The VVitch is a tortured descent into madness and hysteria

Fear is in the eye of the beholder in this jump scare free atmospheric horror

Occasionally, there is a film that is recommended to you time and time again that you, for some inconceivable reason, avoid watching. For me 2016 was the year of The Witch. It made an appearance on most best of the year lists and it came out in February, so why did it take me 14 months to finally sit down and watch The Witch?

Frankly, I don’t care why. I don’t care about much anymore. Not after seeing The Witch. I used up all my willpower powering through the last twenty minutes and I am now a husk.

The Witch is an atmospheric horror with the emphasis on atmosphere. It boasts a charcoal black tone and a slow creep of tension with a touch of phantasm. Aided by dimly lit, isolated locales and a tiny cast it is as low budget as can be, but also as low budget as it needs to be. It is a simple story of a family being tormented by a witch. That’s all there really is to say about the plot, the rest you can discover by yourself when you watch this amazing film.

The film’s greatest strength is its ability to construct fear as opposed to simply stating ‘here is the scary bit. You gasp now.’ Many movies mistake a jump scare as the payoff for building tension, Robert Eggers understands that the most terrifying payoff is one that is entirely constructed in the viewer’s mind. The Witch gives its viewers enough information to scare themselves with each new turn of the story without resorting to cheap tricks. The titular witch is revealed within the first ten minutes so it leaves no space for stupid clichés of the genre (“What was that?” “Probably just the wind” – “don’t be stupid, there’s no such thing as witches” etc etc)

There is a complete lack of jump scares and most the film’s power lies with the family unit that is being picked apart bit by bit. Like in The Shining, the film finds terror in the potential for family members to turn on each other. They search for meaning in God, the devil, fate and vengeance, all while the viewer knows its witchcraft. It’s a downward spiral of desperation and despair that only gets worse, and it’s fantastic.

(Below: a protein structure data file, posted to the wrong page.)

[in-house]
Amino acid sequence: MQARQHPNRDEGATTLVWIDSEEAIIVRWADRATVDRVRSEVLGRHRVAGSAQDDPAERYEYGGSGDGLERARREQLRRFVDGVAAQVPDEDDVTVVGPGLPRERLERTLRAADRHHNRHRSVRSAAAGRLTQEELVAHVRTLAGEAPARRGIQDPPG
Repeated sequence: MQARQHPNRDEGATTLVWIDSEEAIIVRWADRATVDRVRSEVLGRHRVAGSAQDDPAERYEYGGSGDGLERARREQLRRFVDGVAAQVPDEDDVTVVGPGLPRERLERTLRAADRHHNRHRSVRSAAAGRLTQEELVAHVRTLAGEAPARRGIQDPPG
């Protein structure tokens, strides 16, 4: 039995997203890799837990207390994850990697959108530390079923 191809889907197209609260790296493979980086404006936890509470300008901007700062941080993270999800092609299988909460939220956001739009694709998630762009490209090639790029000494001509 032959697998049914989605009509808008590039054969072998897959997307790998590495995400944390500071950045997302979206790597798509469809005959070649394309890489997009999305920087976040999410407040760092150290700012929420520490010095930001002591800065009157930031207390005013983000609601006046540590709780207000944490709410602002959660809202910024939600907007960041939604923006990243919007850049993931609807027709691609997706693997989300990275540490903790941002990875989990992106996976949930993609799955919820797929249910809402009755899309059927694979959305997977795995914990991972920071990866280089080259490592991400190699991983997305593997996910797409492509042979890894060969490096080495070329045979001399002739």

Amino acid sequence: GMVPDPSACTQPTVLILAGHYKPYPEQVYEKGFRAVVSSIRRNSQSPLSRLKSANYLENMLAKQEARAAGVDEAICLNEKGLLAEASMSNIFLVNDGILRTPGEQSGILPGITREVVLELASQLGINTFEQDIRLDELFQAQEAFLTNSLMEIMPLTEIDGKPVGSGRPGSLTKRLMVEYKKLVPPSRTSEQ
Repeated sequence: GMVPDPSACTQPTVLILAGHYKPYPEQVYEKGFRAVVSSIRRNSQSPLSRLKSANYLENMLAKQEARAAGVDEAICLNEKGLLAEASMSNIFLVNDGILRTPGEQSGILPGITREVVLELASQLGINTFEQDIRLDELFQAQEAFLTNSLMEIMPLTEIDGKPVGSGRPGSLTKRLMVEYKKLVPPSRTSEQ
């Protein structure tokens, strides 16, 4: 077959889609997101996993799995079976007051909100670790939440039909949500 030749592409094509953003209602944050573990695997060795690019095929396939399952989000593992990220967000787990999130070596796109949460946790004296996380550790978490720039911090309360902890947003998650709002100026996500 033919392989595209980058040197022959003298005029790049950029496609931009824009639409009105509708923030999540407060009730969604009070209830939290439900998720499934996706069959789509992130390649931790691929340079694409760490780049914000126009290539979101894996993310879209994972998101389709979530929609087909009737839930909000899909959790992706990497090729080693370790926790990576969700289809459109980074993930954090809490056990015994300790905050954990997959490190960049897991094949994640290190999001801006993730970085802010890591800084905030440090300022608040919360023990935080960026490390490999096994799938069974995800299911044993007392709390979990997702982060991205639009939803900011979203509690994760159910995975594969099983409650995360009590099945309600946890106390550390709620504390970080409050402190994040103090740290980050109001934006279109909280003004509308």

It is held together by solid performances on all sides, Game of Thrones alumni Ralph Ineson and Kate Dickie play their roles with a terrifically level mix of faith and despair. Yet they are both outshined by Anya Taylor-Joy, who hopped right from this role to the lead role in M Night Shyamalan’s Split. She plays the eldest daughter Thomasin with a fantastically mature and expressive performance and will hopefully be seen in more roles like this soon.

The film combines the atmosphere of The Shining with the aesthetics of The Blair Witch Project. It is well shot and simple in its beauty and muted colour pallet. However, criticisms will come from those who find difficulty acclimatising to the film, the characters speak in olde English and live in the 17th century, hardly the most glamourous or accessible of settings. Yet the dialogue is simple and easy to understand and the effort acquired to fall into the film is easily worth it for the terror that proceeds it. I hear potential whispers of people possibly calling The Witch boring and I hear louder whispers of myself telling those people to go fuck themselves.


It’s a dark film, a slow film, it is unpleasant and hard to watch and it all comes together to create a perfect unity. All in the service of atmosphere and mood, it creates weighty moments of real drama and tragedy, getting into the heads of the characters with an incredible effectiveness.

One of the greatest examples of ‘feel-bad cinema’ I have ever seen. The music is filled with dread, but not dreadful, the mood is horrible to bare but incredible to watch. If you can appreciate a good atmosphere and a story well told, then you owe it to yourself to see The Witch. I have not yet been so close to giving out my first A+ grade

Split is Shyamalan at his best with traces of him at his worst

McAvoy is a joy to watch in this fascnating B-movie venture